I’m so ashamed. I think this is the third time this year that I am considering abandoning or full on walking away from, a book.
I’ve never had a year where I’ve made so many wrong book choices for myself! Or for other people! First there was the debacle with The Prague Cemetery. Then I was seduced by Michael Fassbender and decided to read the book before seeing the movie and A Dangerous Method! Oh man! I could NOT get through it. And I tried twice. I still haven’t seen the movie, having been completely scarred by the non-awesome of the book.
And now! Worst of all, I have abandoned a classic.
Joseph Heller’s Catch-22 is hailed as an American masterpiece. The title has worked itself into our lexicon, so important and groundbreaking and masterful is this work. Every time I chose another book over it, I felt a little stab of guilt. It was just sitting there all blue and 50th Anniversary like. So when I finished My Life in France I thought that I should probably finally devote myself to Catch-22.
For those of you that have not had the (non) pleasure, Catch-22 is the story of World War II pilots stationed in Italy. Their commander keeps raising the number of missions needed to be eligible to go home and the men are all starting to lose their minds. The premise of the book centres on this ridiculous rule, the Catch-22 that says that a man is considered insane if he willingly flies these missions, but if he requests not to fly, to be removed from duty because the mission is so dangerous, then he is proven sane and ineligible for grounding.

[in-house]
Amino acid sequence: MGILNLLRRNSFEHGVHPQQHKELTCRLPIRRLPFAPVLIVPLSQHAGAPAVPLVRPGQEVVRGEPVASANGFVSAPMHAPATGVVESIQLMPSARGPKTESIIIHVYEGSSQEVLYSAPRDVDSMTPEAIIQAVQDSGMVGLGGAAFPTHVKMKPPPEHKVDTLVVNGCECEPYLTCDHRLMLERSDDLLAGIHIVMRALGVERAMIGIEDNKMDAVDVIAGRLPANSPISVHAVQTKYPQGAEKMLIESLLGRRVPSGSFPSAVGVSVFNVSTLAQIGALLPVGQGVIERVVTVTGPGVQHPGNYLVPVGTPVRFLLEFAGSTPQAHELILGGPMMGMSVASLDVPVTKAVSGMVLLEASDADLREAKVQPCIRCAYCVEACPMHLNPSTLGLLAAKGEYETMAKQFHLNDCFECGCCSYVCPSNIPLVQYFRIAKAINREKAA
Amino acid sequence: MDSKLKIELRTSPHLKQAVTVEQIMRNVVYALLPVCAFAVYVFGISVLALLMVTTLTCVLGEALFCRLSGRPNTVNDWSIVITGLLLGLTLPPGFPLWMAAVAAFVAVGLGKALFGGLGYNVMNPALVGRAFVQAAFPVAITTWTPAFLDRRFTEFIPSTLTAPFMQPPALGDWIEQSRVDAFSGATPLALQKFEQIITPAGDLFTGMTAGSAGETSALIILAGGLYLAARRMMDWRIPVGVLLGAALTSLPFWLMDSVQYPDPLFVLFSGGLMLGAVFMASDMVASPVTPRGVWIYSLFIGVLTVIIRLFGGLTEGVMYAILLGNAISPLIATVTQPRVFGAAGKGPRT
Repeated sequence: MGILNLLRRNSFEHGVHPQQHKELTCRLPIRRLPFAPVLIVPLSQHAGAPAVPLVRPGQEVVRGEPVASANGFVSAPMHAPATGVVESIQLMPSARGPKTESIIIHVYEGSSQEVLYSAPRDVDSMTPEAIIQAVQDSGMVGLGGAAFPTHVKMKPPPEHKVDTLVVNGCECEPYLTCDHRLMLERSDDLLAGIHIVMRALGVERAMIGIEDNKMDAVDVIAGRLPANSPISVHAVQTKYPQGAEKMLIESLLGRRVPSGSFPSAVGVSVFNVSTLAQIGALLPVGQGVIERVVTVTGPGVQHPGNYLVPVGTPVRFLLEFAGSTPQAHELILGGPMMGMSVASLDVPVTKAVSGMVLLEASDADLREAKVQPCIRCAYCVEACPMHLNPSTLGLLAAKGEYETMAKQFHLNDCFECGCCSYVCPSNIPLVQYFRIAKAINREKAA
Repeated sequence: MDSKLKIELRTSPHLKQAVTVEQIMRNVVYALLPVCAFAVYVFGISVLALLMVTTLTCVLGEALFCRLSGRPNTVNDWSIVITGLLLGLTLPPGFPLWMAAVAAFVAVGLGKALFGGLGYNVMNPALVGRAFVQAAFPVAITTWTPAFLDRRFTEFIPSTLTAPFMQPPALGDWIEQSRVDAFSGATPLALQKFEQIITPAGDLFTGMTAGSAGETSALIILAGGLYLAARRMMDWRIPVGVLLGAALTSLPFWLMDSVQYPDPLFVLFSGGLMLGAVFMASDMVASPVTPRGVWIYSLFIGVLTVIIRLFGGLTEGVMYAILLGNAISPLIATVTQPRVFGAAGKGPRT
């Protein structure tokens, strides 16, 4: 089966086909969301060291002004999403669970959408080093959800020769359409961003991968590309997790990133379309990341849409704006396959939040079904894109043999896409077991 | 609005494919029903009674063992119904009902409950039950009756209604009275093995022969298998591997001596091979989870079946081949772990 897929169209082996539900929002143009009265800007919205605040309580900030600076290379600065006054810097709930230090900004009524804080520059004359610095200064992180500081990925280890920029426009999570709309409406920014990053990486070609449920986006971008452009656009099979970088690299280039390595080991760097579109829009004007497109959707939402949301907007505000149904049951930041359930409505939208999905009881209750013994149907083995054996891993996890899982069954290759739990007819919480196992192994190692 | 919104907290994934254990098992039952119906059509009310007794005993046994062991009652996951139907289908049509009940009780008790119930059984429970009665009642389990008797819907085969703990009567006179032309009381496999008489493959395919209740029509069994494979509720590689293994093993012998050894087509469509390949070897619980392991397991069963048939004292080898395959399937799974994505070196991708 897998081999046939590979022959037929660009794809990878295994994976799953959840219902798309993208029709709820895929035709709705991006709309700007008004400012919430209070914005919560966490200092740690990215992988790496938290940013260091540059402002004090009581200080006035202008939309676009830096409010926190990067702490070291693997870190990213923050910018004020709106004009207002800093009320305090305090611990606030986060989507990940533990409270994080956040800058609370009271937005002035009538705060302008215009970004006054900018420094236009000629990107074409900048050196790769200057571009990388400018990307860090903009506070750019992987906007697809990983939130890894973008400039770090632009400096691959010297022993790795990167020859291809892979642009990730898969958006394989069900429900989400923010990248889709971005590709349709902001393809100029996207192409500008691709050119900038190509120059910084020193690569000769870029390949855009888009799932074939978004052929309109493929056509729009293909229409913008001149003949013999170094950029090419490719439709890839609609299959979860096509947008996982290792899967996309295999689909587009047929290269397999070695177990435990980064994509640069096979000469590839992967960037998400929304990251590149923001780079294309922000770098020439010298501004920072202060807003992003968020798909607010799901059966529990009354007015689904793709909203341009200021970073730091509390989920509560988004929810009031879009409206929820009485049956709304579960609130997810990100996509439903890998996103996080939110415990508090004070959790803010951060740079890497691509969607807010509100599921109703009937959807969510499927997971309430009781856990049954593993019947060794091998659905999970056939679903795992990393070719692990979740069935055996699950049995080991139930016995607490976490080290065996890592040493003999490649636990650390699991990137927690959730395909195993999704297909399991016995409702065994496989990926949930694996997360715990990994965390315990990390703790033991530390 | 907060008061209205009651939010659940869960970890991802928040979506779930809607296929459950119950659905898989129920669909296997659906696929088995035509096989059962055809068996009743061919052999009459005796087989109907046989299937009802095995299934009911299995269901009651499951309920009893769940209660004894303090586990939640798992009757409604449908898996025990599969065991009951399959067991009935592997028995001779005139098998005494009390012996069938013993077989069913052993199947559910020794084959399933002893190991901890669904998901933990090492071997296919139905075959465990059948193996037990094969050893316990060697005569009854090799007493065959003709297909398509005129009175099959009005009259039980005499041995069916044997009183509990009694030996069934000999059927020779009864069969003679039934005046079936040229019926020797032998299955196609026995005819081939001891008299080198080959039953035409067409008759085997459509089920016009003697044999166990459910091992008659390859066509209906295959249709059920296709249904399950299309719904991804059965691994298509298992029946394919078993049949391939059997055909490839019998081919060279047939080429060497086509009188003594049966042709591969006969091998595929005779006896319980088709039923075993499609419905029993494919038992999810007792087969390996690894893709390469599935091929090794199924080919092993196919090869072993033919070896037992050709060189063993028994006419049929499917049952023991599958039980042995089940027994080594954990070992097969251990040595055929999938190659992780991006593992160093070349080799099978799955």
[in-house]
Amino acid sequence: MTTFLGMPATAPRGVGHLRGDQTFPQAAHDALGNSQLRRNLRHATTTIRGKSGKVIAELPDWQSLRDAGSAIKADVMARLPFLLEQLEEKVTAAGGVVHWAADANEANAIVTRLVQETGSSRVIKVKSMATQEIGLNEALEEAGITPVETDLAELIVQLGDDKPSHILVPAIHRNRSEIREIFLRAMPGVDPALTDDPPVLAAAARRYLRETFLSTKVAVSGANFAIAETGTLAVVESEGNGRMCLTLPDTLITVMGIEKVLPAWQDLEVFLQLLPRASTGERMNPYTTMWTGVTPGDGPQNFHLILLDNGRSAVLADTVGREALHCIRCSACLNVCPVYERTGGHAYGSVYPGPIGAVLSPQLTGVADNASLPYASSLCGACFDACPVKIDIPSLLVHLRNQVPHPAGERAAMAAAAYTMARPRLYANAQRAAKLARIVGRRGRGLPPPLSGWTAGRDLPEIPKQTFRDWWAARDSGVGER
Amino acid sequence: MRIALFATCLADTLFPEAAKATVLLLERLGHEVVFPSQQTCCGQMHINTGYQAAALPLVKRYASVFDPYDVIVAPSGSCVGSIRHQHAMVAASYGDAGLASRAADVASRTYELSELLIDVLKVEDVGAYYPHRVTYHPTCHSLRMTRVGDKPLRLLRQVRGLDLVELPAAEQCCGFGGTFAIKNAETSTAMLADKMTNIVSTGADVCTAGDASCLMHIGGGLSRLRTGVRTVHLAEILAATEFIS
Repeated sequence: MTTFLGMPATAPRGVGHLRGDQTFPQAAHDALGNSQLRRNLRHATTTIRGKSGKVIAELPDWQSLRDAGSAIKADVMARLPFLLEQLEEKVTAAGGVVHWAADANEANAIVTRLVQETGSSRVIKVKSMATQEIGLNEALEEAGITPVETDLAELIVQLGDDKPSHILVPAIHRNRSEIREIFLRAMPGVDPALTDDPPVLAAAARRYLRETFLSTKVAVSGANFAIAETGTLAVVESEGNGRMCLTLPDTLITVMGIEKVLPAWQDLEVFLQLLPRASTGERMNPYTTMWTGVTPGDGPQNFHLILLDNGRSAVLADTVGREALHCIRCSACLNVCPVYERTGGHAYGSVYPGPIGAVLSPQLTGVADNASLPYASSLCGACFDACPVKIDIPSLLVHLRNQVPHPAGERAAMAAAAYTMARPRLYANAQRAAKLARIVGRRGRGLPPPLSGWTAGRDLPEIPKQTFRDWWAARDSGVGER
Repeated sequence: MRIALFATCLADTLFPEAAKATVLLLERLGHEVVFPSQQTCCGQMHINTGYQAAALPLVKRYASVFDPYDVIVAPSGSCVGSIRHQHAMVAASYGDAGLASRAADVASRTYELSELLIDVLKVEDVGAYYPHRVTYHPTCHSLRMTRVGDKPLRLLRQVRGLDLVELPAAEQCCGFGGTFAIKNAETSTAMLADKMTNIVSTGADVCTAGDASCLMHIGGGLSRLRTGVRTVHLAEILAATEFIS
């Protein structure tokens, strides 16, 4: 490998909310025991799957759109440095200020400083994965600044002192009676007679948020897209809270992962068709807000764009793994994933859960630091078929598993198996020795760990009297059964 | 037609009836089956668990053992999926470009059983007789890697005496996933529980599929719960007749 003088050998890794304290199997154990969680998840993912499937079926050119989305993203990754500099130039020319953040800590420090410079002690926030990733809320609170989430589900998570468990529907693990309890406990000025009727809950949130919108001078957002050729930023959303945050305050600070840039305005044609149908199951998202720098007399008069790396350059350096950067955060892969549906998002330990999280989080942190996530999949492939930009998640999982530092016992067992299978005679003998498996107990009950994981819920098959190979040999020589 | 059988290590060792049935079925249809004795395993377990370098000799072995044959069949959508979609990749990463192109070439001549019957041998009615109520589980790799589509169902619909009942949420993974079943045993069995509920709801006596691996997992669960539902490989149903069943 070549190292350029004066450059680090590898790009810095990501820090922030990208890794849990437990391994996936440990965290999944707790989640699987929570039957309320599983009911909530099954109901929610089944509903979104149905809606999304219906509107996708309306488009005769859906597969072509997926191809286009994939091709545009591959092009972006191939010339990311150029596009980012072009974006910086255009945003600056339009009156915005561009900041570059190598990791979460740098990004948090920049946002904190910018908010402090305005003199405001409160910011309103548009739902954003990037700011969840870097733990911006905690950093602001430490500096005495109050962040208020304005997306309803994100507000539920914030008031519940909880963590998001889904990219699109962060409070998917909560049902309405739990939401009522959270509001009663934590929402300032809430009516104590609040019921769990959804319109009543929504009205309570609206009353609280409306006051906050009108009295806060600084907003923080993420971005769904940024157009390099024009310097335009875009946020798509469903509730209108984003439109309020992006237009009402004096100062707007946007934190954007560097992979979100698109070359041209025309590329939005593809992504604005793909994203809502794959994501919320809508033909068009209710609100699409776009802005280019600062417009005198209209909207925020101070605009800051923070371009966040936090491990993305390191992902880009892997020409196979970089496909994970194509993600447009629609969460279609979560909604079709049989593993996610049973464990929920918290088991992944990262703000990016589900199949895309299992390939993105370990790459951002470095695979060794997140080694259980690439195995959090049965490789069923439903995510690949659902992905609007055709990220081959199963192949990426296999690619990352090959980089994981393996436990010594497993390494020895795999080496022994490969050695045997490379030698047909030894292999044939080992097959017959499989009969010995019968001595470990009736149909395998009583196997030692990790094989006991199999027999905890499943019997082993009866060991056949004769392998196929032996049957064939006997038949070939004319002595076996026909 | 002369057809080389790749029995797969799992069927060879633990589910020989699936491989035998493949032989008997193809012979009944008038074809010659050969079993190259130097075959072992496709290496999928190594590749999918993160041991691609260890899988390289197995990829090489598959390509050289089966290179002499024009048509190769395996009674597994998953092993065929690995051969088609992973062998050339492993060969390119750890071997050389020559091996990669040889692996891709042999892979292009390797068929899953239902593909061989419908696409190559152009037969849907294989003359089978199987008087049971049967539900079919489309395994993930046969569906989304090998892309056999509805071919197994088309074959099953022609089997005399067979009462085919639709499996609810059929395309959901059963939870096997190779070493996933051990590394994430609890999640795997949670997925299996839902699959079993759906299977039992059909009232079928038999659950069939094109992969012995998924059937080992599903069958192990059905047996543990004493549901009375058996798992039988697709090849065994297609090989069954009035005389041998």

Except I got 150 pages in and I still had no idea what was happening most of the time. I felt no affinity for any of the characters, I was mostly annoyed by their conversations which tended to go round and round without saying anything at all. It’s the kind of book that I just know my brother will love and I will most likely just give it to him so that I don’t have to keep looking at this book that I never read. It will haunt me like the Tell-Tale Heart.
I never make book abandonment decisions lightly. In this case I consulted a few friends and the authority of Goodreads.com to see if I was the only reader not smart enough to get this book. I’m not. And when my friend told me that he had read the book but it took him a long time and he didn’t like it, that pretty much sealed the deal for me.
I have since tucked the offending book high up on my shelves in the hopes that I won’t notice it much until I give it to my brother. In the meantime I have begun reading a seriously disturbing book about a serial killer in Nazi-occupied Paris. Delightful.